Intel was in the news recently, particularly in sports news. You must have heard about Intel if you are a sports fan because lately the tech giant has been investing a lot of time and money in the sports world. Recently, GeekWire interviewed James Carwana, general manager of Intel Sports Group, a very new unit established in September.
Big plans for tech in sports
Carwana is in charge of supervising various sports-related partnerships, projects and acquisitions that use Intel’s services and products with virtual reality, connected devices, wearable computing and more. Several years ago, the chip making company forayed into sports, and last year at its CES keynote, it spent almost half of the presentation on its ventures with New Balance, ESPN’s X Games and others.
Soon, CEO Brian Krzanich and Carwana realized that there was an opportunity to do something bigger in sports by being organized and concerted. This resulted in the creation of the Intel Sports Group last fall, just when the chip maker bought virtual reality streaming startup Voke, notes GeekWire.
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This month, Krzanich had attendees wear VR headsets at Intel’s CES press conference and guided them through a real-time demo of a live college basketball game. In doing this, the tech giant utilized Voke’s technology to allow people to feel like they were actually inside the camera.
“That’s the future of sports viewing,” he said.
Last year, the chip maker acquired Israel-based Replay Technologies to help it move forward with its 360-degree replays, which are used by leagues such as the NFL, NBA and MLB.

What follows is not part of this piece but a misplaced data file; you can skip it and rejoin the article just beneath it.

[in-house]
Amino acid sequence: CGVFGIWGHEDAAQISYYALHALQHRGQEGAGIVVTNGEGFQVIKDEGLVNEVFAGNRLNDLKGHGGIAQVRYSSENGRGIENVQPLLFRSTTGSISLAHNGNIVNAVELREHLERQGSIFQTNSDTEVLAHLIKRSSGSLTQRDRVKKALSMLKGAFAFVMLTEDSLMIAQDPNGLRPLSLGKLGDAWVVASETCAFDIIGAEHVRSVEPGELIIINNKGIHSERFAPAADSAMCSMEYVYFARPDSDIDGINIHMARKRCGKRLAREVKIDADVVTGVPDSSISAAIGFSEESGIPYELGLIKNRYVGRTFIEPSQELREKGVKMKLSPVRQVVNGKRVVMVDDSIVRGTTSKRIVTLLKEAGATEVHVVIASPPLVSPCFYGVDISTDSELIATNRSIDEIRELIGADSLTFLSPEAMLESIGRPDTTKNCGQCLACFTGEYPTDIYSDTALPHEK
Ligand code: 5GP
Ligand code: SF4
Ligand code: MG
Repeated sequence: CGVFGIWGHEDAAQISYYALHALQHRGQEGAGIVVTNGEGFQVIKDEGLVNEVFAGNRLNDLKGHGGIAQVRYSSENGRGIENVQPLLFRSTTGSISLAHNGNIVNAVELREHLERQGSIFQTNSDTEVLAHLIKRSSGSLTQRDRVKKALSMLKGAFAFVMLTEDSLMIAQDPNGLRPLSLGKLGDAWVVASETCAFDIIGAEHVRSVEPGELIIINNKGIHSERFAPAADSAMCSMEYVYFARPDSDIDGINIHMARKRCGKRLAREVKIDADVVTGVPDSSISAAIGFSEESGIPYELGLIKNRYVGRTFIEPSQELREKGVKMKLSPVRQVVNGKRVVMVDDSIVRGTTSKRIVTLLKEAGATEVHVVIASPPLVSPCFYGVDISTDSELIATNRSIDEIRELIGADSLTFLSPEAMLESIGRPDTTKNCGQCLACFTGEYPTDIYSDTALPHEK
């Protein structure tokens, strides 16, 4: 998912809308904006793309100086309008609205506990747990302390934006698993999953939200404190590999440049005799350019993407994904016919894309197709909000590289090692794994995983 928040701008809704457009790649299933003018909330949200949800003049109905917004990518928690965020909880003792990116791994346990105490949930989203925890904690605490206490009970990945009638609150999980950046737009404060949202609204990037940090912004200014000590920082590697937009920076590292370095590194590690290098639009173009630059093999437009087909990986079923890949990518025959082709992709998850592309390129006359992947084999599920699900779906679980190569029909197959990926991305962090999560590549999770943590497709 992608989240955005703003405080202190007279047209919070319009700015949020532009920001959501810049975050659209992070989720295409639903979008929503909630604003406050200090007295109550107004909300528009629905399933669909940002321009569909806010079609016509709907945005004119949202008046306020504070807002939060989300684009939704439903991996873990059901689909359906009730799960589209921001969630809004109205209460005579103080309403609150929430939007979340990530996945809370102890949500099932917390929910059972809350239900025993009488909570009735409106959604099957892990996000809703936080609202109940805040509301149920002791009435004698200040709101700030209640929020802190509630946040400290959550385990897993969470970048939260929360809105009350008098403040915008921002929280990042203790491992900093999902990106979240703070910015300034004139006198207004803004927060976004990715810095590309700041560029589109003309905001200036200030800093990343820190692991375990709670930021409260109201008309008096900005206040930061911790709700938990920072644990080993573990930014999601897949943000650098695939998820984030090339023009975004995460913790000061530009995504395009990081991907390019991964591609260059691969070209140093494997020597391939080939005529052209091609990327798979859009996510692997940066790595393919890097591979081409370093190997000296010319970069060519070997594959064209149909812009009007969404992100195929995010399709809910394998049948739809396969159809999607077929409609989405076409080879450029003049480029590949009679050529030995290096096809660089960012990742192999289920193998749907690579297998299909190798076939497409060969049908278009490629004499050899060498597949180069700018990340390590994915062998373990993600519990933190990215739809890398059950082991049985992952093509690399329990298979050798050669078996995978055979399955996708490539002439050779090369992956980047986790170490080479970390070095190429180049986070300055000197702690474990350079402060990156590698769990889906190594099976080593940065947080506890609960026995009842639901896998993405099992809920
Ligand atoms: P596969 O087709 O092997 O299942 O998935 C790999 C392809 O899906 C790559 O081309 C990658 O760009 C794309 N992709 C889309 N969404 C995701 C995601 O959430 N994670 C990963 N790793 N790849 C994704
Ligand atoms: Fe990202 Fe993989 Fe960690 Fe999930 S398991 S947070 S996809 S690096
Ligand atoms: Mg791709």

Microsoft is in the same race and has partnered with the NFL, coaches and players and is using its Surface tablets on the sidelines. Also SAP is selling services that assist in engaging fans. Twitter and Amazon are exploring live-streaming opportunities as well.
Why is Intel excited about automated vehicles?
Along with sports, the chip maker is interested in one more segment – self-driving cars. A long time ago, no computer chip company was interested in car electronics, but that time has gone now as artificial intelligence and self-driving cars are getting popular. Those cars are now set to consume a lot of computing power and generate massive amounts of data to be processed in the cloud, Internet-connected data centers.
This is why the chip maker is excited about self-driving cars. The company is pushing forward with tech-like computer vision, infotainment centers, 5G wireless connectivity, and AI in cars. At CES 2017, the tech company said it had developed 5G infrastructure to bring connectivity to self-driving cars.